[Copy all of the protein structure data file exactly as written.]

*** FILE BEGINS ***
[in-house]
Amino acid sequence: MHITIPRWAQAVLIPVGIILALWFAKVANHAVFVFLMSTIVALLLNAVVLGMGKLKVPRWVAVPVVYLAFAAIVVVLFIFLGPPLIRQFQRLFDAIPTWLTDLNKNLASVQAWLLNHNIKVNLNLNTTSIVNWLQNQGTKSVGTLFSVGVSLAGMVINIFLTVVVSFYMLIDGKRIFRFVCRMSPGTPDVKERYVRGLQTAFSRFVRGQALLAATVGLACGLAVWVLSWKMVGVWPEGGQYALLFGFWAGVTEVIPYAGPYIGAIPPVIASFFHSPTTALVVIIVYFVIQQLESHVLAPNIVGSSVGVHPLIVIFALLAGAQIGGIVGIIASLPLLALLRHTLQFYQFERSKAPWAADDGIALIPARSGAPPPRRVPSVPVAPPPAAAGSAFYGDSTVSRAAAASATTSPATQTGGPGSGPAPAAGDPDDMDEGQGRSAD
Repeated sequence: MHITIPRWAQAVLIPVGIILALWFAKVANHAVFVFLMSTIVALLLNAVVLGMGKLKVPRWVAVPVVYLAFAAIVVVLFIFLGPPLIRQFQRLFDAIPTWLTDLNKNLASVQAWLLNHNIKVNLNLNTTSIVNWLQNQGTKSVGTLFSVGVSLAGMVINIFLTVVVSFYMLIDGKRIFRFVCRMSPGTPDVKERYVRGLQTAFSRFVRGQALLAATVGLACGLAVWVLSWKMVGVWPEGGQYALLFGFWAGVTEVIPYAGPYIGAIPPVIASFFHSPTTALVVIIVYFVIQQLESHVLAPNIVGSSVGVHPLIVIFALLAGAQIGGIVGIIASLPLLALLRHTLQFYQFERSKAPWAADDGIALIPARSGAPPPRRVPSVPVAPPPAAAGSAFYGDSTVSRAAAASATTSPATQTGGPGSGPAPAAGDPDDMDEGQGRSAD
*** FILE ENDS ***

[in-house]
Amino acid sequence: MHITIPRWAQAVLIPVGIILALWFAKVANHAVFVFLMSTIVALLLNAVVLGMGKLKVPRWVAVPVVYLAFAAIVVVLFIFLGPPLIRQFQRLFDAIPTWLTDLNKNLASVQAWLLNHNIKVNLNLNTTSIVNWLQNQGTKSVGTLFSVGVSLAGMVINIFLTVVVSFYMLIDGKRIFRFVCRMSPGTPDVKERYVRGLQTAFSRFVRGQALLAATVGLACGLAVWVLSWKMVGVWPEGGQYALLFGFWAGVTEVIPYAGPYIGAIPPVIASFFHSPTTALVVIIVYFVIQQLESHVLAPNIVGSSVGVHPLIVIFALLAGAQIGGIVGIIASLPLLALLRHTLQFYQFERSKAPWAADDGIALIPARSGAPPPRRVPSVPVAPPPAAAGSAFYGDSTVSRAAAASATTSPATQTGGPGSGPAPAAGDPDDMDEGQGRSAD
Repeated sequence: MHITIPRWAQAVLIPVGIILALWFAKVANHAVFVFLMSTIVALLLNAVVLGMGKLKVPRWVAVPVVYLAFAAIVVVLFIFLGPPLIRQFQRLFDAIPTWLTDLNKNLASVQAWLLNHNIKVNLNLNTTSIVNWLQNQGTKSVGTLFSVGVSLAGMVINIFLTVVVSFYMLIDGKRIFRFVCRMSPGTPDVKERYVRGLQTAFSRFVRGQALLAATVGLACGLAVWVLSWKMVGVWPEGGQYALLFGFWAGVTEVIPYAGPYIGAIPPVIASFFHSPTTALVVIIVYFVIQQLESHVLAPNIVGSSVGVHPLIVIFALLAGAQIGGIVGIIASLPLLALLRHTLQFYQFERSKAPWAADDGIALIPARSGAPPPRRVPSVPVAPPPAAAGSAFYGDSTVSRAAAASATTSPATQTGGPGSGPAPAAGDPDDMDEGQGRSAD